By Upatissa Pethiyagoda –
It is reported (Sunday Island, of 1 August 2021), that a team of experts from Switzerland in the field of Organic Farming, is due to arrive shortly. They are to advise and help in training farmers and officials in practical operational matters. This is a very practical help, and the Private Sector sponsor is to be thanked for this. Messrs Baur and company have a long history of engagement in the Agrochemical (Fertlizer and Pesticide) import business, and their initiative in this is to be appreciated. We remember with gratitude, Baurs’ long term Colombo Manager, Mr Thilo Hoffmann, who until his retirement, was a stalwart in promoting Wildlife Management as well.
Much has been written lately about fertilizer and pest control matters, especially following the official decision to immediately cease import of agrochemicals.The question has arisen whether this is wise, practical and in keeping with our national goals and responsibilities? Organic or inorganic (traditional or modern), is not a black or white issue: It is a shade of grey. Whether light or dark, is a matter of detail and depends on particular circumstances and good judgment.
I wish that I could have used the words “Debate or discussion” to capture the spirit of the discourse, but cannot because the several authoritative and acceptable articles represented only one side – that of caution and evidence based on good science. The other group did not show their hand, and is possibly based on emotion, prejudice and poor criteria. Obviously (?) the best would be a blend, aimed at harmonizing into practices that could combine the “best of both Worlds”.
It would not be prudent to plan action on a “this or that” basis, but on a “plus and plus” goal. The tragedy is that this sudden and ill-advised act has become a “rabbit out of a hat magic”. Just shutting off the taps in the hope of rains to come is unwise, possibly disastrous. Let the emotional and tragic haste sort itself out, and calmly focus on the less-charged longer term. The views of the visiting expert team will help.
There is little disagreement that in regard to manuring crops as well as in other matters, the best option is to seek a “Middle Path” (moderation rather than extremes). Those in the agricultural science sector, will well know the ills of either form alone. The Tea industry is an example, where long term reliance on inorganic high nitrogen fertilizers (mainly sulphate of ammonia), has increased soil acidity to a point where no other crop can be profitably grown, without extensive soil amelioration by heavy “liming” or long term fallowing. In common terms such a soil would be regarded as “dead” in contrast to a living soil, throbbing with a variety of micro-organisms including those which could “fix” atmospheric nitrogen into forms which can be utilized by plants. Also supporting earthworms of enormous value to soil fertility.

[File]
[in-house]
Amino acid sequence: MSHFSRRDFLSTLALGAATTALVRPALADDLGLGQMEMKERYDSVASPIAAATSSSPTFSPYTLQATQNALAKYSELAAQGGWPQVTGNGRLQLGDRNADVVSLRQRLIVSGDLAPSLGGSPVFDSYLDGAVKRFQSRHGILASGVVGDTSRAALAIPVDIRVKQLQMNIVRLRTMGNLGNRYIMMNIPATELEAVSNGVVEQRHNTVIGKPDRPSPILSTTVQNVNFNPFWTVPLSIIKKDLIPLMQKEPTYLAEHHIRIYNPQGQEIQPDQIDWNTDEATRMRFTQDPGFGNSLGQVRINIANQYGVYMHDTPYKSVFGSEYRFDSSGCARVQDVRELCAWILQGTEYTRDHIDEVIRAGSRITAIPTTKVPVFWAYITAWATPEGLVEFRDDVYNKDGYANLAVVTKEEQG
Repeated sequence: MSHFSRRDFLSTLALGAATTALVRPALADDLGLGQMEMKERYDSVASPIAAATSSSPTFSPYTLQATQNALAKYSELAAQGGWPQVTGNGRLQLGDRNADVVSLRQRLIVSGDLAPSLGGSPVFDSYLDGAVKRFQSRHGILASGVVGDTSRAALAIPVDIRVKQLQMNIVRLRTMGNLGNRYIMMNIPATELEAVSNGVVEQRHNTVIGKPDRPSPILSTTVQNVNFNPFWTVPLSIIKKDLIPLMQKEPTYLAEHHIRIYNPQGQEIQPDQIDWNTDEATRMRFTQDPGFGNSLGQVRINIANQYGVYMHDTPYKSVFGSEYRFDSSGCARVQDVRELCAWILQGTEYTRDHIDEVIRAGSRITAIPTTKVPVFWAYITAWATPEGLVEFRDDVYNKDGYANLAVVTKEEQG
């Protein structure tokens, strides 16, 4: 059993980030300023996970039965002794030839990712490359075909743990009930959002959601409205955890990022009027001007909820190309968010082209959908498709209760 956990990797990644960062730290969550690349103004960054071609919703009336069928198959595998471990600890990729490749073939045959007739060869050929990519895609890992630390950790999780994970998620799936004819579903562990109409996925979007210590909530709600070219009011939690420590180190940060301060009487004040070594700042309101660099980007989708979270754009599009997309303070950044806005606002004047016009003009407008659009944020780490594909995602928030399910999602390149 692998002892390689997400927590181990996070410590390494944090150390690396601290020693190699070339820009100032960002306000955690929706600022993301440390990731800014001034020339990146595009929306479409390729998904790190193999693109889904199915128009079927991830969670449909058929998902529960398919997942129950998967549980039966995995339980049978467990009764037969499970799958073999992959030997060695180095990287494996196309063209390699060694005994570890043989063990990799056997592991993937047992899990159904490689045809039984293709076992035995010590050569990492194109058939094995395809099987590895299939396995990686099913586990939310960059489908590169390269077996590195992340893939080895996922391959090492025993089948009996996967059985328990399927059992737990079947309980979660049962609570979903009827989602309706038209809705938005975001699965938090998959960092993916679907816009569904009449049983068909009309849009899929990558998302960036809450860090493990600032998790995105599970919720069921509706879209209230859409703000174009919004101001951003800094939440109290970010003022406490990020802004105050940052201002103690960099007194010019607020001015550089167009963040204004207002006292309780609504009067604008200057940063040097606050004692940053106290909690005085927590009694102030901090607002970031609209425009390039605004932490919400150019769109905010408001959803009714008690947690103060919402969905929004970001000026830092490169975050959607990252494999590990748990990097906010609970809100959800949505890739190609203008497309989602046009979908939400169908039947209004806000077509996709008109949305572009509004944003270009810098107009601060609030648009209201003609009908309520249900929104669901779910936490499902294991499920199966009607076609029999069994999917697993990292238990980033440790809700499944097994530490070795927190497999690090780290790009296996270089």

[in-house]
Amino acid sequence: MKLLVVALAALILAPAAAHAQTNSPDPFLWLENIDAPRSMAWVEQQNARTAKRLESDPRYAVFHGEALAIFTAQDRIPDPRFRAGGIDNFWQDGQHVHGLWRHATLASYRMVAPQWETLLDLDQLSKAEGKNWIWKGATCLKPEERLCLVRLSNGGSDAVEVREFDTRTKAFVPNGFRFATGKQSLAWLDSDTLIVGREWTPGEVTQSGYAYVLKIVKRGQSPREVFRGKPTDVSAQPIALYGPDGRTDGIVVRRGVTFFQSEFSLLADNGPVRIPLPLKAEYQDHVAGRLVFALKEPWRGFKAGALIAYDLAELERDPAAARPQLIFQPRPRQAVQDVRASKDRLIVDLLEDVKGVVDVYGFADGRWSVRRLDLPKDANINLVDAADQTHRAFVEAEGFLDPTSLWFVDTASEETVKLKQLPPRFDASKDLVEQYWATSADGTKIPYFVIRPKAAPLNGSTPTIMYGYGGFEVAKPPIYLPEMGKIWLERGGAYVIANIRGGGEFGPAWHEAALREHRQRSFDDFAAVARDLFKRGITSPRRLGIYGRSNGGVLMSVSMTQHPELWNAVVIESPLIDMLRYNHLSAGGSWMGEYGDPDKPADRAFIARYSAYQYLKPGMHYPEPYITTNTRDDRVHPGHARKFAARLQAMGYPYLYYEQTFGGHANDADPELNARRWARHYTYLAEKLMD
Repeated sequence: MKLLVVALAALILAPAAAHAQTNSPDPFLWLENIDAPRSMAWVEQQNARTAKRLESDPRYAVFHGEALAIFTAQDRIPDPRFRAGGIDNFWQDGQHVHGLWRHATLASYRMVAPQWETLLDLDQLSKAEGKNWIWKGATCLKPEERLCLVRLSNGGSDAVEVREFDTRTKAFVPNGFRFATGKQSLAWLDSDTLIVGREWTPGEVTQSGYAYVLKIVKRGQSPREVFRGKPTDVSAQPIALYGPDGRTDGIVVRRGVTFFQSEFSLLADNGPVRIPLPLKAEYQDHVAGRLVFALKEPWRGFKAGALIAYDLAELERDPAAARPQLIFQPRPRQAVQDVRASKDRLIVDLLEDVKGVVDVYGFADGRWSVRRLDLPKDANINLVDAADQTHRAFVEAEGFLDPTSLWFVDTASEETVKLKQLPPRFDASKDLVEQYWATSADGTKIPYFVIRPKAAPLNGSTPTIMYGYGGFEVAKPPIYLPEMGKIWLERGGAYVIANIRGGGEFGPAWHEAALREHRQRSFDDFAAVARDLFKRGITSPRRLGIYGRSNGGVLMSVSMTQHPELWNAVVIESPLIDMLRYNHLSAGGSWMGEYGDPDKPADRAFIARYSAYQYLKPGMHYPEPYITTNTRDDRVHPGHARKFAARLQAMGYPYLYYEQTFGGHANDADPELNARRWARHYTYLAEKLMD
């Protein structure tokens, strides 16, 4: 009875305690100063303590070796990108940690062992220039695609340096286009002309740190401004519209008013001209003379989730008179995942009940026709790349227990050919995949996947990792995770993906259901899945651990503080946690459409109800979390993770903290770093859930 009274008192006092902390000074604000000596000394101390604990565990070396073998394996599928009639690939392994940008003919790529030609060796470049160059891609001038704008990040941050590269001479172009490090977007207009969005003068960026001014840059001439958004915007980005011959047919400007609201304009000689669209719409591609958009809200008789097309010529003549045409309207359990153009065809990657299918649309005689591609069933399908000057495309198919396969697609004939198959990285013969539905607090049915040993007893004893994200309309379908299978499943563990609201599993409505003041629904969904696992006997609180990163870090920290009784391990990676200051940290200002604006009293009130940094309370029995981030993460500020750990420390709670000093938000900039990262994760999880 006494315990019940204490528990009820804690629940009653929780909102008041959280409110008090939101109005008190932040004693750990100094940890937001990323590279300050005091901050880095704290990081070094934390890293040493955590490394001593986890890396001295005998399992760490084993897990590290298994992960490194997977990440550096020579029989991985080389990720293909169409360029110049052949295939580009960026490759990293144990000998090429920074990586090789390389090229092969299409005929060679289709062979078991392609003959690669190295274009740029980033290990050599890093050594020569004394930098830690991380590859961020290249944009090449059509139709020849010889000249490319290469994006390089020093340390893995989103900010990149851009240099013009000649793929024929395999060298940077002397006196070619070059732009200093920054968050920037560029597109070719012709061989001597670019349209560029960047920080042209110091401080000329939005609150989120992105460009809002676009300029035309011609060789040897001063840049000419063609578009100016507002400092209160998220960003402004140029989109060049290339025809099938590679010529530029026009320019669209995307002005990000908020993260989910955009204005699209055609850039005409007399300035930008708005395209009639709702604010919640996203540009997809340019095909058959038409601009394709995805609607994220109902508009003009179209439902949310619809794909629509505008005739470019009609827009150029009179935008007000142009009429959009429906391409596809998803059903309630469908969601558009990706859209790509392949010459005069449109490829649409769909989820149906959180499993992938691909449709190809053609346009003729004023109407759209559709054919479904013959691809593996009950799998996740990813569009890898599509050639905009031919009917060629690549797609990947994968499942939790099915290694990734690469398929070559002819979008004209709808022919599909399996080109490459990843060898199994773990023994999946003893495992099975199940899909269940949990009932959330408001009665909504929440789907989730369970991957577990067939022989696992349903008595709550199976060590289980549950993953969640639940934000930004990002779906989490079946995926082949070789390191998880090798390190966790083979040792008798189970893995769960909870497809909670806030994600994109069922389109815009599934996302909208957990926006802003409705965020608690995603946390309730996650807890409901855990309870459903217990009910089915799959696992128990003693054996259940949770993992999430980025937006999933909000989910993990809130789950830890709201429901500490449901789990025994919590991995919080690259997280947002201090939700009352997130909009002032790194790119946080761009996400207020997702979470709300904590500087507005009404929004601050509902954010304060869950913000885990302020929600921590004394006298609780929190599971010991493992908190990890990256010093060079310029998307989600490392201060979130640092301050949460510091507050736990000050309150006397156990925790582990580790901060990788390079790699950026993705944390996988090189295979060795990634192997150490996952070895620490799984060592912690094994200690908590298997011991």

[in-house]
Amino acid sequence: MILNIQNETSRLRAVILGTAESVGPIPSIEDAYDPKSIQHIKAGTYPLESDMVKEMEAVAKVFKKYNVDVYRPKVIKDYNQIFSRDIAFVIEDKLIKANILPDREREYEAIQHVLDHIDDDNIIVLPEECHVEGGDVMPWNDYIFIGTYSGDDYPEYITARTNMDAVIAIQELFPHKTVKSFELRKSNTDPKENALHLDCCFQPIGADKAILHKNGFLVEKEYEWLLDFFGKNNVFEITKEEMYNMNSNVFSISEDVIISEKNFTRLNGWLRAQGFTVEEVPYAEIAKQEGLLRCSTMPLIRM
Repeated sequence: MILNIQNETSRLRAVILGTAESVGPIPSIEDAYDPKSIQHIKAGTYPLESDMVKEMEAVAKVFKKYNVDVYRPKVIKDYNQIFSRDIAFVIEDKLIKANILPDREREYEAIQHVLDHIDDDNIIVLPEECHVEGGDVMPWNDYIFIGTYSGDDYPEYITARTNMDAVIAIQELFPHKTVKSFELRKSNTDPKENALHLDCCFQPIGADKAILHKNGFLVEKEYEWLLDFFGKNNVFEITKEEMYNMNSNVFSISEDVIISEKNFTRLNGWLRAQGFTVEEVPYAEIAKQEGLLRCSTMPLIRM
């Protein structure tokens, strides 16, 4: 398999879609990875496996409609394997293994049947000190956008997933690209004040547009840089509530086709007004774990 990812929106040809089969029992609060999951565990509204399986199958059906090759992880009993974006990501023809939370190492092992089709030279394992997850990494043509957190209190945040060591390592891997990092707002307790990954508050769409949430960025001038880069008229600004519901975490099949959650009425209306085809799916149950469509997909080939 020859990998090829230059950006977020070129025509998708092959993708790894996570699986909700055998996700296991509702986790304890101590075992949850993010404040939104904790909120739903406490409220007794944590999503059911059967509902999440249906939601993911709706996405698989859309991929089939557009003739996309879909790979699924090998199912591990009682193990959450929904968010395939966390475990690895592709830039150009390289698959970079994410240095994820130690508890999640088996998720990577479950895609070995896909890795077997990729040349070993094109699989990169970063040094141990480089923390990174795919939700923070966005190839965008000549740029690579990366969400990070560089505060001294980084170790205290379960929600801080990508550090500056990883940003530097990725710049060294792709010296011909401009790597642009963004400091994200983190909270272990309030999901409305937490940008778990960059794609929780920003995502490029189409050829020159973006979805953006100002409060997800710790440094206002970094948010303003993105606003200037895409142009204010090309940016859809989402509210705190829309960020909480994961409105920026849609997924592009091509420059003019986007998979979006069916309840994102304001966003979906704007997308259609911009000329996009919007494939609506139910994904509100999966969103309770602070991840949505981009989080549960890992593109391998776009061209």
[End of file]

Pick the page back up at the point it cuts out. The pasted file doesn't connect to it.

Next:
Sudden changes of fertilizer practice, in an unplanned manner and the pathetic distress thereby caused to poor farmers, being suddenly faced with a lack of timely vital fertilizer, is to be seen daily on our TV screens. Experience has clearly established that paddy requires an application of a soluble form of nitrogen (eg Urea) soon after transplanting, to ensure good “tillering”. This is obviously crucial to final yield. To ignore their helpless cries is extreme cruelty. Slow-release nitrogen, as from “compost,” is ineffective. Trotting out excuses and unsubstantiated allegations and conspiracy theories, is plain silly and profoundly unacceptable.
Our paddy farmers have traditionally practiced organic farming, until just a few decades ago, when High Performing cultivars such as of the “H-Series” took hold. They required high fertilizer inputs for optimum yields. In the not too distant past, paddy was heavily supplied with organic material supplemented with very small amounts of inorganics as affordable. The farming system met its needs by readily available shrubs and trees dominated by species such as “Wal Suriyakantha”( Tithonia diversifolia), now hardly seen except as a few isolated clumps. A special effort should be made to reestablish this useful shrub. Other commonly used ones are Vetahira or Makulatha (Glyricidia maculata), Andara (Prosopis Juliflora), Eramudu (Dadap) Andanahiriya (Crotalaria sp.) and other localized fast growing, and quick-decaying shrubs or low trees. A further traditional practice was to grow on the bunds (niyara) vegetables like beans, bandakka, wambatu and others, whose unharvested parts were also ploughed in, along with the straw harvested.
The prospects of moving cautiously and methodically towards an ultimately balanced, sustainable, environmentally sound, financially viable, environmentally sensible and popularly acceptable system, must rely on good science. In the present state of disarray, all attempts should first be made to identify raw material sources, production methods and product utilization.
Raw material availability
At first glance, apart from domestic waste (Kitchen and garden), Coir factory fibre-dust, paddy husk, waterweeds (Salvinia, Eichornia, habarala, ketala), Sugar cane Bagasse, carpentry waste, tree loppings and opportunistic sources (lawn, weed and roadside shrubs) could make a fair source for domestic composting. Municipal waste (subject to adequate safeguards) too may have a place. Human sewage (just as cattle and poultry manure), could be a rich resource. It is apparent that recent improvements in processing, offer an escape from natural revulsion and health risks.
Methods for the production of compost are well documented, and allow considerable flexibility for adaption to suit particular situations. The practice is of such antiquity that the only requirement is sufficient time to develop sustainable methods and practices.